IT teams need dedicated visibility tools like Network Access Controls (NACs) to maintain a detailed inventory of all devices connected to the network. NAC technology should automatically update the inventory when a new device connects and check it on a monthly basis. Tracking IoT devices allows organizations to automatically respond to security incidents and take security compliance actions.
Attackers can compromise IoT communication to access devices. You should encrypt communication between IoT devices and interfaces such as web apps and mobile apps to prevent data breaches. Today, the most common encryption protocol for data transfer is SSL/TLS.
Full device authentication can reduce the vulnerability of IoT devices, as hackers are always trying to get their hands on personal information. There are various authentication mechanisms available for IoT devices, such as multi-factor authentication, digital certificates, and biometrics. It is essential to ensure that unauthorized users cannot access your devices.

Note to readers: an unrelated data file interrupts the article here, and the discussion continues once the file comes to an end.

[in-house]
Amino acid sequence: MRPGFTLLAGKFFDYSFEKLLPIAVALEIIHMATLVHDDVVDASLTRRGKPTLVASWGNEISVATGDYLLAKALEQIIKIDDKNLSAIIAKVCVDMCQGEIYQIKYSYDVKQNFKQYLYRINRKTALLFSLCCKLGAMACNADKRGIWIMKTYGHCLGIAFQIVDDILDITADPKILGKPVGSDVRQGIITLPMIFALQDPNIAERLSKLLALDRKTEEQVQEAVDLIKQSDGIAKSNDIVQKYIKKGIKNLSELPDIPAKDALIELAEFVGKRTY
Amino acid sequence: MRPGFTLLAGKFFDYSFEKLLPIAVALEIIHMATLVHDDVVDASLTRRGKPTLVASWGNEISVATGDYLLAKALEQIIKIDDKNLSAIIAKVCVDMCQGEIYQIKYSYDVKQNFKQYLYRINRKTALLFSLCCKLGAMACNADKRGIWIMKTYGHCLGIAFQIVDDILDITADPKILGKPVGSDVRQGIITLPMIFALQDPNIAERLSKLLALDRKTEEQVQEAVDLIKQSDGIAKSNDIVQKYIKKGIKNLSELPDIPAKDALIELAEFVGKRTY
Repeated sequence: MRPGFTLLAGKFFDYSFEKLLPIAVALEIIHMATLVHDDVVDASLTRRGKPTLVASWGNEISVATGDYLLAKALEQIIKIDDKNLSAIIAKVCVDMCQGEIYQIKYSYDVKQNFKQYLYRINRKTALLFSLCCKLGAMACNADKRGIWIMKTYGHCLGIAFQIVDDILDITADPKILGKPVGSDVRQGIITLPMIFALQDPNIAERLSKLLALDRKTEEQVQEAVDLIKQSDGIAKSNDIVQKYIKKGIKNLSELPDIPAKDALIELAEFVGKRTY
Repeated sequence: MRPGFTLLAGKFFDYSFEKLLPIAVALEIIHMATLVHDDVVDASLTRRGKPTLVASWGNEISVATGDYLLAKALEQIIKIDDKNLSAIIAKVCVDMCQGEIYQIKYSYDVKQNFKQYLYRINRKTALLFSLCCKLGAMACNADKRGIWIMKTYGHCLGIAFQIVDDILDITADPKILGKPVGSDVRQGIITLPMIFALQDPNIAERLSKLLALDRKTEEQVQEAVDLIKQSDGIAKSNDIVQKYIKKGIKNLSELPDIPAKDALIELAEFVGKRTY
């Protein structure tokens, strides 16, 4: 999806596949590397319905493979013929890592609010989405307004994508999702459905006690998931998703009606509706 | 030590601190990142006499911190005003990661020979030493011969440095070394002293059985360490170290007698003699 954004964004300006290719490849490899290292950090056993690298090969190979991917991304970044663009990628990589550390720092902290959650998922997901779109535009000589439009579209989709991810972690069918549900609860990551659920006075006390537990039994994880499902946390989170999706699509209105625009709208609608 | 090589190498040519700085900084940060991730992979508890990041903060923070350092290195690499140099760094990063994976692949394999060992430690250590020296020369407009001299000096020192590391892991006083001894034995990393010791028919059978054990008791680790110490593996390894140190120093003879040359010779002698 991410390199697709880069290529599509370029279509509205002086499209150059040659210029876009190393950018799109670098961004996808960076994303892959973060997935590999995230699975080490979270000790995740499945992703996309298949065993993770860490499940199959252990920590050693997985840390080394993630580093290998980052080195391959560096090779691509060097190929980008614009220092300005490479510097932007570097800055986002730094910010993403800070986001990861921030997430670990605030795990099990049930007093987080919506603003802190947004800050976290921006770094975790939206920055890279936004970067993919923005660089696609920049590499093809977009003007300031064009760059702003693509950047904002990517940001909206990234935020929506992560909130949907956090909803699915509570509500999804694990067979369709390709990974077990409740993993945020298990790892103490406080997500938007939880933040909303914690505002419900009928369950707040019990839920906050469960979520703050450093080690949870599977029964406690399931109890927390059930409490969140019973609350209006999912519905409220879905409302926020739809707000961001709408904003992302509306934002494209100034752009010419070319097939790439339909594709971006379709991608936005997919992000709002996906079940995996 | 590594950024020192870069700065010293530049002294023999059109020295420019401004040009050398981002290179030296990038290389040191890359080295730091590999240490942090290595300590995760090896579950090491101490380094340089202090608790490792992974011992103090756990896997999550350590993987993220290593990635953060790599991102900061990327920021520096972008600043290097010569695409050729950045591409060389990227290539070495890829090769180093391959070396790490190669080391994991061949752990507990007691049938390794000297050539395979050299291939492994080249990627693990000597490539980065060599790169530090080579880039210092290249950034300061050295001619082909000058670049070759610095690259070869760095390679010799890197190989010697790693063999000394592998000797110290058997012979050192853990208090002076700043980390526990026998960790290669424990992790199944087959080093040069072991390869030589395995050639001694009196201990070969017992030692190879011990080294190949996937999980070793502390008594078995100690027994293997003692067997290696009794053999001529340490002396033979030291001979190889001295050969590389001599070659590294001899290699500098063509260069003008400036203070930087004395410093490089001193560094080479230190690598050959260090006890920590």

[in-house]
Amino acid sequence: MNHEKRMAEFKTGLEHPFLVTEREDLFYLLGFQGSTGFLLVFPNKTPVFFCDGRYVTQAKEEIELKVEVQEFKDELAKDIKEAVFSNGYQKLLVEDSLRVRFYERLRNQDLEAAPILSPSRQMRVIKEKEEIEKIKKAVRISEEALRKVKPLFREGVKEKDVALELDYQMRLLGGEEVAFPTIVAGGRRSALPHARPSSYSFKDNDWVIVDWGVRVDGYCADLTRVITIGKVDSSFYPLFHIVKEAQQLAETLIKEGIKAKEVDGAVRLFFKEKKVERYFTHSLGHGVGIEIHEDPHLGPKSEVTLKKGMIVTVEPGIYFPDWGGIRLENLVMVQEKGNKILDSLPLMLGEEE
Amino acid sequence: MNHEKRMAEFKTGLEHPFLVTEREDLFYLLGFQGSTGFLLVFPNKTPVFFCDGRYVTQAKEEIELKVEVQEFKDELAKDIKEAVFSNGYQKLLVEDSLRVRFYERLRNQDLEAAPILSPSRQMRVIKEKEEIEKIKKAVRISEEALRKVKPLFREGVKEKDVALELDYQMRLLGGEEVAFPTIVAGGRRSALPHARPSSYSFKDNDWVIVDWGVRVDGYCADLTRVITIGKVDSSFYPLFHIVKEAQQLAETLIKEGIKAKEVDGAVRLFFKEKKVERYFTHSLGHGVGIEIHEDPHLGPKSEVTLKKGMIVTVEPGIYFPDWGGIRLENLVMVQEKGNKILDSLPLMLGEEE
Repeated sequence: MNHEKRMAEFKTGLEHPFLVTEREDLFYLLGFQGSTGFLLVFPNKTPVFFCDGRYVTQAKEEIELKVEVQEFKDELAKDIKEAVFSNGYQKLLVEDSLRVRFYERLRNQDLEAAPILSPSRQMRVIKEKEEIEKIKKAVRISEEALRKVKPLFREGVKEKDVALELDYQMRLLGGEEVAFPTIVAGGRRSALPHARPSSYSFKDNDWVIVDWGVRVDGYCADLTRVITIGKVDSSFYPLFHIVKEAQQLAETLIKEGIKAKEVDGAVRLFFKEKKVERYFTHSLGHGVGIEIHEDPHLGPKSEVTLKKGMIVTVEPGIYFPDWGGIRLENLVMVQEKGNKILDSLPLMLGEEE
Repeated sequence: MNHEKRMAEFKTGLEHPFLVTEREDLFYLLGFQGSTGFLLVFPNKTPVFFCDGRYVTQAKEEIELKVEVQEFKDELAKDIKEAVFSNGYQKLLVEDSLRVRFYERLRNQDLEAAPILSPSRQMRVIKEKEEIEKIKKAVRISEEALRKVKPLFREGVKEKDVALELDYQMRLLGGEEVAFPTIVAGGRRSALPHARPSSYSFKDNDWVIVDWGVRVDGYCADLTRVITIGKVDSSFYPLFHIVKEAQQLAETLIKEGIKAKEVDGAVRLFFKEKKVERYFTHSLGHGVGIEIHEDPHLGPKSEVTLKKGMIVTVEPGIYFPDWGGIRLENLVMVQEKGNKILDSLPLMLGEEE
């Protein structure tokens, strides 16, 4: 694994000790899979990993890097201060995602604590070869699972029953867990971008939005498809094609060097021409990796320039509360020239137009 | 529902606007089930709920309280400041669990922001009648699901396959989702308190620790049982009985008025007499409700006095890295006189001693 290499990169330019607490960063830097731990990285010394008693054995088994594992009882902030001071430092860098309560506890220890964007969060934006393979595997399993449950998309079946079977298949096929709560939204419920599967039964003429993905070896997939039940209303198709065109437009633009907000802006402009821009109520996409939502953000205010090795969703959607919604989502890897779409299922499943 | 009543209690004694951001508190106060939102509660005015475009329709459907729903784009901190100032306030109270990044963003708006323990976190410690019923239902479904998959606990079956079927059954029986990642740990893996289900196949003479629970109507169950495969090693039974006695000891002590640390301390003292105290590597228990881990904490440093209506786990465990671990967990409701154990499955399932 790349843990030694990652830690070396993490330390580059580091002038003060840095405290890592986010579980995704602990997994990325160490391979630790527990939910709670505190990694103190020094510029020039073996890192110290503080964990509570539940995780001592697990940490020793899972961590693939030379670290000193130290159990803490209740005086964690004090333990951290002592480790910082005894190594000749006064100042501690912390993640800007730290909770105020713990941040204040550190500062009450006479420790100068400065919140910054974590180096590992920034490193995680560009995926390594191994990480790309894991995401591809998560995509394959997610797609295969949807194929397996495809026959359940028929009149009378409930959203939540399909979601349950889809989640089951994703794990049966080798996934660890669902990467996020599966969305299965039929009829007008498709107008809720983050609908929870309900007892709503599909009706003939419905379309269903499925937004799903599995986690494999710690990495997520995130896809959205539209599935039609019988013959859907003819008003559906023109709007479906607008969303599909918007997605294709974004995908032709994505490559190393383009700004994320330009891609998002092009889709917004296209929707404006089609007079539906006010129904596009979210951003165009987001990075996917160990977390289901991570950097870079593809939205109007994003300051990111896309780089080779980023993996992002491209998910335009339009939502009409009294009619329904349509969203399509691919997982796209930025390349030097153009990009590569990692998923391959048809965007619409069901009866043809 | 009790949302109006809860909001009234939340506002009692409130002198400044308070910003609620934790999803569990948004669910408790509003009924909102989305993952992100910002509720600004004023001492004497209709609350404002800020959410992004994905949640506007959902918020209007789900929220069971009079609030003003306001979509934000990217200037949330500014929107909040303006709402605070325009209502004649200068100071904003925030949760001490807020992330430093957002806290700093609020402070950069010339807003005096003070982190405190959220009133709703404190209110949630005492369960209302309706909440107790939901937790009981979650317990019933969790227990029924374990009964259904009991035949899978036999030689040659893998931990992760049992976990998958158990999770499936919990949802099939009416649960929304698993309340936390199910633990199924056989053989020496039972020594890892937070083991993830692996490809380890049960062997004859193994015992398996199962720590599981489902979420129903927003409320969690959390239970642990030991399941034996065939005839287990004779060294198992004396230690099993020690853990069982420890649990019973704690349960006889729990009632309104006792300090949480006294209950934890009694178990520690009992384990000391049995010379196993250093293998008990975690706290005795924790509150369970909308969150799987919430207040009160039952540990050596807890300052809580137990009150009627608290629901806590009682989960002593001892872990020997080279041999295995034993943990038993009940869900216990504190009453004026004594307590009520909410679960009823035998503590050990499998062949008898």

Unsecured IoT devices threaten the viability of networks, devices, systems and users. However, securing the IoT is not just a matter of business configuration. To properly secure the IoT, users and administrators must work together to create a culture of security. For users, this means implementing basic security best practices, such as blocking unnecessary remote access and changing default security passwords.
Device manufacturers should take a broader approach and invest in encryption, security analytics, and visibility. Systems and administrators must constantly monitor activity and respond quickly. As a collaborative force, all of these IoT users, administrators, and manufacturers can ensure IoT security.